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In a world that shuns people with brain disorders PIECE OF MIND delves into the complexities of severe mental illness.  A devoted mother of a son with schizophrenia and two Japanese American sisters, whose sister with schizoaffective disorder was shot by police, pursue treatment for their loved one in a failed mental health system that shuts them out.  A man with bipolar disorder takes medication after attempting suicide and must balance emotional stability with side effects.  Their intimate accounts expose the battle for compassion and a continuum of care vs. systemic neglect of this urgent public health crisis.

Please support completion of the timely documentary PIECE OF MIND in 2020.  You can make a donation in any amount on the film’s GoFundMe page.  With a $100 donation your name, or your loved one will be in the credits of the film.  Watch the video with introduction by Sheila Ganz, Director, find out more about the people in the film, and decide on the Reward you want for the donation levels.  Donations on this page are not tax-deductible.  You can make a tax-deductible donation in any amount through the film’s fiscal sponsor Women Make Movies here.   Thank you for supporting family caregivers with loved ones and persons living with serious mental illness!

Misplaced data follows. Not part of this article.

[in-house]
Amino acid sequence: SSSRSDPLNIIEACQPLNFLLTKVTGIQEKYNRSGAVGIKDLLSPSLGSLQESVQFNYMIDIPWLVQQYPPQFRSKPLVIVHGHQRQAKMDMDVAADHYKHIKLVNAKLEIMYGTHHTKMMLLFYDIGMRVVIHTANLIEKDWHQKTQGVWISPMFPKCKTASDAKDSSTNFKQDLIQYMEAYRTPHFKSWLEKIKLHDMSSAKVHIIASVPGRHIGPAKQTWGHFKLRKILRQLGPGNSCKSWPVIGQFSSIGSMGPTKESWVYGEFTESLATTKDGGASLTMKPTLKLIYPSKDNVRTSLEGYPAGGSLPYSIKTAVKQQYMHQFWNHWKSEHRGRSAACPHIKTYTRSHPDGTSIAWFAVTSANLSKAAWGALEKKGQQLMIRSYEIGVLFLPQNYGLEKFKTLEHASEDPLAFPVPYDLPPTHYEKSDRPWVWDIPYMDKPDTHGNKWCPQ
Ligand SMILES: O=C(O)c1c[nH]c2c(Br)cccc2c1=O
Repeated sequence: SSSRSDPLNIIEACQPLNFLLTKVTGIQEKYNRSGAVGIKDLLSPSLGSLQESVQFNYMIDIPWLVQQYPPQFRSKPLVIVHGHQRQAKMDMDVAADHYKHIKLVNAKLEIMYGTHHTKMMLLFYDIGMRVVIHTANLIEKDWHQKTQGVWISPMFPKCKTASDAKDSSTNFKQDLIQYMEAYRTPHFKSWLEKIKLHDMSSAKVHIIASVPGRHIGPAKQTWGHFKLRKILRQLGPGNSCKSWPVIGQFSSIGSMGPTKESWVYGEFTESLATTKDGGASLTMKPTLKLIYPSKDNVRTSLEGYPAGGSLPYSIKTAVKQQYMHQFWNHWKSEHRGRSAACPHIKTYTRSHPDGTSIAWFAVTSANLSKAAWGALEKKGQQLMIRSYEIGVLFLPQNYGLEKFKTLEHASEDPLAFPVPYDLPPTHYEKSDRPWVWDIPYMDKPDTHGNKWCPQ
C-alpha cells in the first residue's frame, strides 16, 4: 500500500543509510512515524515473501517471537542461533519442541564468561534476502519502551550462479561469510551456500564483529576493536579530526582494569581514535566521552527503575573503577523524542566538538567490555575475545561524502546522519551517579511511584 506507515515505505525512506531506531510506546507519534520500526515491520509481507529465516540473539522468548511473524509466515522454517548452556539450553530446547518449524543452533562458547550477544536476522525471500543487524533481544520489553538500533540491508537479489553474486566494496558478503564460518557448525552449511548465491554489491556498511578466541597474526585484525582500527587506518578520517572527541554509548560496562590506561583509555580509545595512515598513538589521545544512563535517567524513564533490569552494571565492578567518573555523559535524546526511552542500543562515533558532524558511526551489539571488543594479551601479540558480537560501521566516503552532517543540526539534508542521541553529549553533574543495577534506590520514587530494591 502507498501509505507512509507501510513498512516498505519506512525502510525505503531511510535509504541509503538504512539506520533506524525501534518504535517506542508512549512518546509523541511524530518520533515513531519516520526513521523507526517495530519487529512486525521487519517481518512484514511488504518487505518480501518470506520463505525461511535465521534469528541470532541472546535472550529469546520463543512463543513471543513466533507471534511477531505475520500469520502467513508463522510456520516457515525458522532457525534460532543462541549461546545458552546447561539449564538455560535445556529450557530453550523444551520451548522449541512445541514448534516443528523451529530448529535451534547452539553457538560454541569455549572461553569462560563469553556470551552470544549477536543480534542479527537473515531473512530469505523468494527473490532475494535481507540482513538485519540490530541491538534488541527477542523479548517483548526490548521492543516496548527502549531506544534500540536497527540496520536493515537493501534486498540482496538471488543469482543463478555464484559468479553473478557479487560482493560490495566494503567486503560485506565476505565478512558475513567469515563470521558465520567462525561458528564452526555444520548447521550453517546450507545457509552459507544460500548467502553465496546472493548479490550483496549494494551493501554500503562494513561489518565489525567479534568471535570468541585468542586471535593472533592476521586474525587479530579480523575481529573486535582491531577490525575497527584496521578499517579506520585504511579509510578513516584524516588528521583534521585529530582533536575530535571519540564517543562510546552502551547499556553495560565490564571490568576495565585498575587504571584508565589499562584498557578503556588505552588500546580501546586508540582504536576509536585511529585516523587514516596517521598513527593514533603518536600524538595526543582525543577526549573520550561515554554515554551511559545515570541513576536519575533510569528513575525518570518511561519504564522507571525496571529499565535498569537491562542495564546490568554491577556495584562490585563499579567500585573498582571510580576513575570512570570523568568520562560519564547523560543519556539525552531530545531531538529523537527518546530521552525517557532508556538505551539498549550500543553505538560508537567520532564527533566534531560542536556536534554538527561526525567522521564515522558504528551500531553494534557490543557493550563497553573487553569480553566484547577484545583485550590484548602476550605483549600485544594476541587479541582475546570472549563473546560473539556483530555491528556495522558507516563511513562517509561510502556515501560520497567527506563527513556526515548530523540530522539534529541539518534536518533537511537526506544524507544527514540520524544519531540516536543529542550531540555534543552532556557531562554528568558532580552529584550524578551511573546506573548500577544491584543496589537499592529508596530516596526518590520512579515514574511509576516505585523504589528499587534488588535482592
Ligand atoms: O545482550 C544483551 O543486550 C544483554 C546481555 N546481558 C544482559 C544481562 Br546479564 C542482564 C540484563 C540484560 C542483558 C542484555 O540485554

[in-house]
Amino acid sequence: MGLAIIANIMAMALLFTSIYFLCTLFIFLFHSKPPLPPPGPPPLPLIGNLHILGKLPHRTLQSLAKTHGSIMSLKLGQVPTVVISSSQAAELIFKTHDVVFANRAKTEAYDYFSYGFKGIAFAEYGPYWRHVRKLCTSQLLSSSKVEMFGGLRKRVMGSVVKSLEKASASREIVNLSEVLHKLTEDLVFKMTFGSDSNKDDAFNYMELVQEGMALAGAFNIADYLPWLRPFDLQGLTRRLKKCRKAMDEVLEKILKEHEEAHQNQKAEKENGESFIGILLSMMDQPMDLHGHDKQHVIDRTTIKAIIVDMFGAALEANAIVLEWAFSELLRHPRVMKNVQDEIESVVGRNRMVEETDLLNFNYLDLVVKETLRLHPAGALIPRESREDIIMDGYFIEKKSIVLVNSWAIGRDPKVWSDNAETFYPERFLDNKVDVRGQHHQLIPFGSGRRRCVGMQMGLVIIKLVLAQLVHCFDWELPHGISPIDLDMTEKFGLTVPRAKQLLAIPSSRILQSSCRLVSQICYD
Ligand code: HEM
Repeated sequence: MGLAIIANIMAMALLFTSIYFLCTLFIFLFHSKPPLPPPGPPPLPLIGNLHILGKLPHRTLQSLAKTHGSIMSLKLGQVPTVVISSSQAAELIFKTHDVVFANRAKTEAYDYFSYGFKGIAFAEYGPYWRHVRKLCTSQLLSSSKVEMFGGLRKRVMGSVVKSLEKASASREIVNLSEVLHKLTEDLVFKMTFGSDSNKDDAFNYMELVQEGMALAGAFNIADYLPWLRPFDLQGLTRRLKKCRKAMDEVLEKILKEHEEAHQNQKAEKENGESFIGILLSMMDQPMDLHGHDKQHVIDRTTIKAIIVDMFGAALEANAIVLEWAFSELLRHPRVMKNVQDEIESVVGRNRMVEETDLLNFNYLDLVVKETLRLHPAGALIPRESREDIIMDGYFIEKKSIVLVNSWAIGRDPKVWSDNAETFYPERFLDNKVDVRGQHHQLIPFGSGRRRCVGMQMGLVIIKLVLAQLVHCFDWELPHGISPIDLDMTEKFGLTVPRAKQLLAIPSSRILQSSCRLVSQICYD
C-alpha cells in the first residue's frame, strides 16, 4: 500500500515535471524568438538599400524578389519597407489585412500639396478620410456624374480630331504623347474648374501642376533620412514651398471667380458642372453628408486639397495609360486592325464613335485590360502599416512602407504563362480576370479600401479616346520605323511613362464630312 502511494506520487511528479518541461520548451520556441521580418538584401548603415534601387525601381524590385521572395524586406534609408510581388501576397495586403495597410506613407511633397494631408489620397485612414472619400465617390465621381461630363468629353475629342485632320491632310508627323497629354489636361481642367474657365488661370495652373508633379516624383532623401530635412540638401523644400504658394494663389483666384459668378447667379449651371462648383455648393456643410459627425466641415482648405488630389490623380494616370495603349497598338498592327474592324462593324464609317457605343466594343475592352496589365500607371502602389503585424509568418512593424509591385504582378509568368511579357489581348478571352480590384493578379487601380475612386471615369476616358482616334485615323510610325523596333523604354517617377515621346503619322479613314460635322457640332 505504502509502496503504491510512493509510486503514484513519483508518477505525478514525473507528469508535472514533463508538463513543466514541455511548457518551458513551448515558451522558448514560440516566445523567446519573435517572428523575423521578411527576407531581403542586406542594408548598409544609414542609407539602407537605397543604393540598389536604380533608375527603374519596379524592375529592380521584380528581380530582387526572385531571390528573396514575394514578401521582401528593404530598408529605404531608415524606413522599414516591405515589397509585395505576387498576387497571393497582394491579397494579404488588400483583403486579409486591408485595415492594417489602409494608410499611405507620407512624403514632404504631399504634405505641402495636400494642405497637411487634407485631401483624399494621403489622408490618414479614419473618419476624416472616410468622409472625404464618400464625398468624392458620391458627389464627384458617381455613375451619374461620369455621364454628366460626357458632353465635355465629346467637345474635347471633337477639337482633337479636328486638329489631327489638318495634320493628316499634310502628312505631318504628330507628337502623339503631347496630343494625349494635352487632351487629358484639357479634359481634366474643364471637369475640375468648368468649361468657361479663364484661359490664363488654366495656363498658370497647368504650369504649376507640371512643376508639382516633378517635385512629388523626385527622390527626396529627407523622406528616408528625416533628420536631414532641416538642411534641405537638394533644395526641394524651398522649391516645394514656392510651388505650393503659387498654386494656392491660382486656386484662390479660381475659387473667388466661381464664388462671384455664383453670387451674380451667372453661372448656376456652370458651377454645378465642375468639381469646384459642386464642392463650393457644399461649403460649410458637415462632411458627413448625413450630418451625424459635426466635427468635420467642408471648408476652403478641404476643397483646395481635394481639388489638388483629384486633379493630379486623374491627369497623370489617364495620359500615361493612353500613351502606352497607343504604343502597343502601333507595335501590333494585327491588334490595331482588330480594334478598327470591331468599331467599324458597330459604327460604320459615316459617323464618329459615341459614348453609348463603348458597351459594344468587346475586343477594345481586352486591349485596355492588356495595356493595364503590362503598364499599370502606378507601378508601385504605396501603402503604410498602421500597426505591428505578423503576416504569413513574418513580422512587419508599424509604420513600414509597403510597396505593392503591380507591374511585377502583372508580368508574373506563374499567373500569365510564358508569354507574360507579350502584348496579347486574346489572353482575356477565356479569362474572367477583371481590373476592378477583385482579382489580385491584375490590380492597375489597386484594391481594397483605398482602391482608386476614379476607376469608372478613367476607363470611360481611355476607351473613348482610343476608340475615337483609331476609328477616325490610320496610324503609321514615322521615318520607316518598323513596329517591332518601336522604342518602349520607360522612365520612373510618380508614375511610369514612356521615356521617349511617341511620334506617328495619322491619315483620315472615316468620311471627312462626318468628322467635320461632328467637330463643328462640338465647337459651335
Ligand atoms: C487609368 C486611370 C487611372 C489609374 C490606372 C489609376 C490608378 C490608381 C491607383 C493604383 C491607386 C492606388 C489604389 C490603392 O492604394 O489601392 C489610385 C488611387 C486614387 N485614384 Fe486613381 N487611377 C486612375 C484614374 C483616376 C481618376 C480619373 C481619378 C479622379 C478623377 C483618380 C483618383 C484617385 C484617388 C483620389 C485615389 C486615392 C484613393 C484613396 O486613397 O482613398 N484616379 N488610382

This film comes out of filmmaker, Sheila Ganz’ experience with her sister, who lives with schizophrenia.  Read the essay:  One of the Lucky Ones by Sheila Ganz

Today in America, an estimated 44 million adults live with a mental illness, yet nearly 60% don’t receive treatment in a given year.  What these numbers don’t take into account is the toll it takes on parents, siblings and children, as they struggle to keep their family intact and get their loved one treatment in a broken mental health care system.  PIECE OF MIND reveals the need for inpatient and Assist Outpatient Treatment for persons living with serious mental illness.  Solutions include increased psychiatric hospital beds and medical staff, wider implementation of Assisted Outpatient Treatment (AOT), Laura’s Law and Kendra’s Law, and the importance of de-escalation training for police officers nationwide.


National Alliance on Mental Illness (NAMI) – Helpline – 1-800-950-6264

National Suicide Prevention Hotline:  1-800-273-8255

You can Text 741741 when you are feeling depressed or suicidal.
A crisis worker will text you back immediately and continue to text with you.

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The non-profit fiscal sponsor for this film project is San Francisco Film Society

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© 2021 Sheila Ganz